Scientists in the Netherlands have shown quite convincingly that the issue of plastic pollution in our oceans is far smaller than anyone believed.
Their research highlights a variety of good news tidbits: the first one being that abstract scientific modeling can be more than just wrong, but completely wrong, and the second is that organizations pulling trash out of the oceans and rivers today aren’t simply mowing a golf course with nail clippers: they’re making a significant difference to these ecosystems.
According to the Netherlands Times reporting on the study, estimates for how much plastic has made it into the oceans over the last 20 years range from 50 million tons to 300 million tons, but the actual amount is likely somewhere around 3.2 million tons.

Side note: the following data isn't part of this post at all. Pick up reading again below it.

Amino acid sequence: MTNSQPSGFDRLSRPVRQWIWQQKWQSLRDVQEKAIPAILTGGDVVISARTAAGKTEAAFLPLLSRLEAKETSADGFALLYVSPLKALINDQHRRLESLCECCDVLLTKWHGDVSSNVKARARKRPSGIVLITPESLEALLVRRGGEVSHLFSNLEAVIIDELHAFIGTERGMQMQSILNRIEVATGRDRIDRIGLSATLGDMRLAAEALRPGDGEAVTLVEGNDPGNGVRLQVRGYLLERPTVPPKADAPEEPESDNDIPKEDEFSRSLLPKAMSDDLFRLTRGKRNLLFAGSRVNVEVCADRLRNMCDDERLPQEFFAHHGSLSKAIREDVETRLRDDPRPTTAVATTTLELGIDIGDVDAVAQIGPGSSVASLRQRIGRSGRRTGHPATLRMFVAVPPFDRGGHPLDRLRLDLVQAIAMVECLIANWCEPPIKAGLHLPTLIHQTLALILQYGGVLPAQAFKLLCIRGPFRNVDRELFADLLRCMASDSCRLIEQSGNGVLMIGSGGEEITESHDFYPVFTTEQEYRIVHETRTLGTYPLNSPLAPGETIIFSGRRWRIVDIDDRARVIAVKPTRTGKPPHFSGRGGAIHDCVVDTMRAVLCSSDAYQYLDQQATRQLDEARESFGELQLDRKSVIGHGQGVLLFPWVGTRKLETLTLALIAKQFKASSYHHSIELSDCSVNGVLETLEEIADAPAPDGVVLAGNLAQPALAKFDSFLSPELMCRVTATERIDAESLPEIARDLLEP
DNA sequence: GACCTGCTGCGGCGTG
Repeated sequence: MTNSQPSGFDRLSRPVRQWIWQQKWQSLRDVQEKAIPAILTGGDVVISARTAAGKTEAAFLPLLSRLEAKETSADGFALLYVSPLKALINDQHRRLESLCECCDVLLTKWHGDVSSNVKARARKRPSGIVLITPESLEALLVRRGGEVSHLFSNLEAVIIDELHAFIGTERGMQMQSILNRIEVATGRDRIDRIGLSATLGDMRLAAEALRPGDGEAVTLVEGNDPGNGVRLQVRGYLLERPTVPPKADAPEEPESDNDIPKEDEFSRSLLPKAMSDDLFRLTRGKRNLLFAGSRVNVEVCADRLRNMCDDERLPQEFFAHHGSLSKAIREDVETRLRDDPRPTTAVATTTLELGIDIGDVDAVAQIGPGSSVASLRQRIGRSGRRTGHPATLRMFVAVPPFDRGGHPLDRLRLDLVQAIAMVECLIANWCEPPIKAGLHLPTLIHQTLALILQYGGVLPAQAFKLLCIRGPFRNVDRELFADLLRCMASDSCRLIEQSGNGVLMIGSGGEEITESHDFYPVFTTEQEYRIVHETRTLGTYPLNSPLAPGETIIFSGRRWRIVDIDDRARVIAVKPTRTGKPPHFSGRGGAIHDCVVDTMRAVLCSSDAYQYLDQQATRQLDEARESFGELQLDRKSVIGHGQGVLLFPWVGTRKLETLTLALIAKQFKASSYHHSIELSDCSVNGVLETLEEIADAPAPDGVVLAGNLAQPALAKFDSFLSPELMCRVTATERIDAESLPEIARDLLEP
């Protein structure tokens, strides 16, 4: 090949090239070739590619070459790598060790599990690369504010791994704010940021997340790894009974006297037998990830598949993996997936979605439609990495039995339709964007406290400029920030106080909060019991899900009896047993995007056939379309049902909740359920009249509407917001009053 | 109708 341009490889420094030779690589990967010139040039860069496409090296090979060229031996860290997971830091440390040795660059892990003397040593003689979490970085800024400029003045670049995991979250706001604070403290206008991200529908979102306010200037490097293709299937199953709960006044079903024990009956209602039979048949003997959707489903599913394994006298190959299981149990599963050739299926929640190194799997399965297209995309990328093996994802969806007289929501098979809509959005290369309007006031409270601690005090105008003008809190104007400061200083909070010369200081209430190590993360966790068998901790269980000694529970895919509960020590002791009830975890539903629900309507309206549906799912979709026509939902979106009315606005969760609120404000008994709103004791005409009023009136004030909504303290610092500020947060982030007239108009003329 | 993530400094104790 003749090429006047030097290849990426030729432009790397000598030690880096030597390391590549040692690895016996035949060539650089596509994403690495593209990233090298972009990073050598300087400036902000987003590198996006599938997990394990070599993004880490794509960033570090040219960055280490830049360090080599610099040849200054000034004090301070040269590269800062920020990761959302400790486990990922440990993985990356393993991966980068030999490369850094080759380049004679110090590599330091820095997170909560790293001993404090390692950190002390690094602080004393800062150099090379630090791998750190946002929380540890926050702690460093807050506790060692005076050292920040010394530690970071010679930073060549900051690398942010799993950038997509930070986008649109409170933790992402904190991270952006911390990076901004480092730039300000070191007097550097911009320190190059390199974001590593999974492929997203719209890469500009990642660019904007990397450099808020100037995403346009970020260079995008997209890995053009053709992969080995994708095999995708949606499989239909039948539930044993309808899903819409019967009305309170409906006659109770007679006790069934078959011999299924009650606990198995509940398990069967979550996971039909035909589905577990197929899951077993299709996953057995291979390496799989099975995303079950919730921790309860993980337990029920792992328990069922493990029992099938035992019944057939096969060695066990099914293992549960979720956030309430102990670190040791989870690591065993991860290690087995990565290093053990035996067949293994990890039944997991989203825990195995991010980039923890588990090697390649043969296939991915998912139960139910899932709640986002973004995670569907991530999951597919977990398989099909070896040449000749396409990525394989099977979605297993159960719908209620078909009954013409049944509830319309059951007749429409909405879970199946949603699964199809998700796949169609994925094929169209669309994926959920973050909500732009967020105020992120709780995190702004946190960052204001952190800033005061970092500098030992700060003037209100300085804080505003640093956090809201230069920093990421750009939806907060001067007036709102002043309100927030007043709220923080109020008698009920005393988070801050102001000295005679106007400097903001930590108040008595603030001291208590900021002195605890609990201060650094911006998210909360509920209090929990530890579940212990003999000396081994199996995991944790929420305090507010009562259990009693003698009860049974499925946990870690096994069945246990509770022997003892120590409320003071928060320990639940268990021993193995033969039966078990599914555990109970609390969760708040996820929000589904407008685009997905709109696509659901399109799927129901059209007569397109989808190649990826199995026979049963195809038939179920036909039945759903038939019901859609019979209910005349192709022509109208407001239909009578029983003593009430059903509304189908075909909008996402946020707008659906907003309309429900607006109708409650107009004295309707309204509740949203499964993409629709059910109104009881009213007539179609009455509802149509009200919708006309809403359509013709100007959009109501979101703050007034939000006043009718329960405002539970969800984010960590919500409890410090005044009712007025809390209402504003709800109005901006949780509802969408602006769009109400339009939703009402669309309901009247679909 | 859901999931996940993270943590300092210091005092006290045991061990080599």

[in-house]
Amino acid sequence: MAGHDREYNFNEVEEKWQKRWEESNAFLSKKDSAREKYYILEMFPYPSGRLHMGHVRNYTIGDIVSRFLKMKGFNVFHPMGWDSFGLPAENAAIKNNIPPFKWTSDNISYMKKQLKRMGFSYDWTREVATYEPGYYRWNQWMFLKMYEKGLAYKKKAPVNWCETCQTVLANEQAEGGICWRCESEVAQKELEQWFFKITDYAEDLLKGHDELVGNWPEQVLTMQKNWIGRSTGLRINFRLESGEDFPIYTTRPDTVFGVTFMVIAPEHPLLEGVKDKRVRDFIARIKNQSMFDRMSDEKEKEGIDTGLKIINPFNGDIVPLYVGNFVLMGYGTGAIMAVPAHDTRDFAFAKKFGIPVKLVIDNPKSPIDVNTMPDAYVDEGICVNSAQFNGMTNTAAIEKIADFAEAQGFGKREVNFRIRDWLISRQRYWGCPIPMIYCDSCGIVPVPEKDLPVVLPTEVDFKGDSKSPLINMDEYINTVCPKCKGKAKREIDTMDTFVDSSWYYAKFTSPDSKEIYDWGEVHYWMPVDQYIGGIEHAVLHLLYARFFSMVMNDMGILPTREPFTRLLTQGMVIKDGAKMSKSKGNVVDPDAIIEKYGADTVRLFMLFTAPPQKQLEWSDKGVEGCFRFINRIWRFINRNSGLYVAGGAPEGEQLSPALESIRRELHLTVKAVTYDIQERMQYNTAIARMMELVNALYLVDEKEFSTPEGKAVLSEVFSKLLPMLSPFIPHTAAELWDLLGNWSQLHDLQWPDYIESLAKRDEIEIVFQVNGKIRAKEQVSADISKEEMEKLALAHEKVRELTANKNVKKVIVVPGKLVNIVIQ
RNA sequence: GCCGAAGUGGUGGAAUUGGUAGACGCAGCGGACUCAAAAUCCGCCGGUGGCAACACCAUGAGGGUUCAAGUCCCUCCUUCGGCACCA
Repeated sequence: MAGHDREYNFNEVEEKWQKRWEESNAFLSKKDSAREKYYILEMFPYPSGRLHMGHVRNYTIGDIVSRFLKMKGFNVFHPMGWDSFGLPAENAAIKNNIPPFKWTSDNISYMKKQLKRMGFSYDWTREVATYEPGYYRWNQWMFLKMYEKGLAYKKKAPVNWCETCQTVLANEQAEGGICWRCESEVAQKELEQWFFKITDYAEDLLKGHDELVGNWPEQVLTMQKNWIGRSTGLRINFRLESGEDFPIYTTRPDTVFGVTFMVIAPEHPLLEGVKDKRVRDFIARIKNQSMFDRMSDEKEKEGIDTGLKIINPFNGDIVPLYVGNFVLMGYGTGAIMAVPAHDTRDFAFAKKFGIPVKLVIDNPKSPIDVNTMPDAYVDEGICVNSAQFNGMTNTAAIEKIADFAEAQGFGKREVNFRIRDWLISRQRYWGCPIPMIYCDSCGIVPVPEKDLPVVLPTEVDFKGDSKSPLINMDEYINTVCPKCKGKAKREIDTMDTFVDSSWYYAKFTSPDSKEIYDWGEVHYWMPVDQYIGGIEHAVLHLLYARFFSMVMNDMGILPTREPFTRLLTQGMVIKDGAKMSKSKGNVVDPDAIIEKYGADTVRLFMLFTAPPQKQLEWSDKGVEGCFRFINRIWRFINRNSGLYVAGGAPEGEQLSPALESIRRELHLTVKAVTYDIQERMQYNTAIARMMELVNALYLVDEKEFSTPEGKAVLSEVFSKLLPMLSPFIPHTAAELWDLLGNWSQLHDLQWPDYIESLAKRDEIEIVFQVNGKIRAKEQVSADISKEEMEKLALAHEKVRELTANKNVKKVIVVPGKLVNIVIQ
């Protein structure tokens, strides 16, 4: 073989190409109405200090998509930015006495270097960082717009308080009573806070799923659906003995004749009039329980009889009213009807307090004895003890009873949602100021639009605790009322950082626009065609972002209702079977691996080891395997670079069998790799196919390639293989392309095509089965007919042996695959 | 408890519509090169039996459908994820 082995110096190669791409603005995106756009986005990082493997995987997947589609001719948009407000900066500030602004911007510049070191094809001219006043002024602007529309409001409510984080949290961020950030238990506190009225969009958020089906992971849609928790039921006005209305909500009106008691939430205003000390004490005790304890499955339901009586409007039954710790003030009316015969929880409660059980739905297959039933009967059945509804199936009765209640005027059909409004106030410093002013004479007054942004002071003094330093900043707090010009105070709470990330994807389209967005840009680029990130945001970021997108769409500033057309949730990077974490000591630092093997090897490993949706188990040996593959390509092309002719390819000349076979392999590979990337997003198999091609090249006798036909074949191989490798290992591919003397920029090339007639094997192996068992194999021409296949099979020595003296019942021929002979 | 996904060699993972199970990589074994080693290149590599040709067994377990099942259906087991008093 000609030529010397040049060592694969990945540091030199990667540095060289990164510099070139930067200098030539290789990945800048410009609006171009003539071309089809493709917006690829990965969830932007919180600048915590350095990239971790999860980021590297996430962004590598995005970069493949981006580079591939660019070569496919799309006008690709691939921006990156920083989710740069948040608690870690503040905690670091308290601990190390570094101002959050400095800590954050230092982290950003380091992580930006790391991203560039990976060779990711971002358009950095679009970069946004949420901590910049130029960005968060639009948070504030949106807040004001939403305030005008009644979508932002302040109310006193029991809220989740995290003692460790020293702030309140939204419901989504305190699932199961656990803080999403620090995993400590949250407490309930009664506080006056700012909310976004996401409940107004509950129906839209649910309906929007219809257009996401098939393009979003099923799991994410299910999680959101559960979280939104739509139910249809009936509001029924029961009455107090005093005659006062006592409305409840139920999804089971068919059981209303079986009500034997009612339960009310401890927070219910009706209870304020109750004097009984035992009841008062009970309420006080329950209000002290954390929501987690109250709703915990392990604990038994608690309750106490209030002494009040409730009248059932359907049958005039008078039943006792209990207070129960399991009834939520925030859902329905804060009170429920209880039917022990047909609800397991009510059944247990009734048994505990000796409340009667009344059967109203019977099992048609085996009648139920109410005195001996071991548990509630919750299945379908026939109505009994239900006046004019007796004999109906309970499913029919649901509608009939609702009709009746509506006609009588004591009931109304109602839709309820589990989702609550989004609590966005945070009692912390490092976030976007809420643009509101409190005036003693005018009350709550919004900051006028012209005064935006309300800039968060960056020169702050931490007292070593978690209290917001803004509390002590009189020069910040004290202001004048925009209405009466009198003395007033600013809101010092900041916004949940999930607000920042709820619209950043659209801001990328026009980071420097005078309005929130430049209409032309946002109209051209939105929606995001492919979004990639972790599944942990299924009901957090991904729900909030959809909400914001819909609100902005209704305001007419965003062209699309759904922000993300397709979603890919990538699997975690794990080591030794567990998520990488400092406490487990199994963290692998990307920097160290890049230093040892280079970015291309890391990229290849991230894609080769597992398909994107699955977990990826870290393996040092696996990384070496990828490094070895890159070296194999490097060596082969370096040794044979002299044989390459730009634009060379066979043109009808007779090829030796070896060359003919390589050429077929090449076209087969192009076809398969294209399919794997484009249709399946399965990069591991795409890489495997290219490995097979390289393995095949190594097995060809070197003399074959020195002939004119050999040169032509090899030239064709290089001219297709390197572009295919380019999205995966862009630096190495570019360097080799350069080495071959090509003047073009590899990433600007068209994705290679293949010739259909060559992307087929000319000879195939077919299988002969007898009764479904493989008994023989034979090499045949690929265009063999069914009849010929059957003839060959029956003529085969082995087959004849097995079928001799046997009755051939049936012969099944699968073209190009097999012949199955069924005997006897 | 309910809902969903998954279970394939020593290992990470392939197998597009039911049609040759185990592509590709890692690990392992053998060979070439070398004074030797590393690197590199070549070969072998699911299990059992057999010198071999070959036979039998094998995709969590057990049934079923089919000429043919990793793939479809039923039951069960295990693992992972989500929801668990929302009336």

20,000 measurements described as “reliable” informed the calculations of oceanologist Mikeal Kaandorp and his team, with highlights being that rivers bring much less plastic into the oceans than previously thought, and that microplastics are a significantly smaller percentage of plastic waste.
The NL Times says that large models on the amount of plastic entering the oceans are based on how much plastic has been made, how much has been recycled, how much has been buried or incinerated, and how much is missing.
Based on these figures, environmental organizations reckon that 10 million tons end up in the oceans every year, most of which come via river systems. However, Kaandorp stresses that the unaccounted-for plastic has never been accounted for, and it’s wrong to simply assume that every piece ends up in the ocean.
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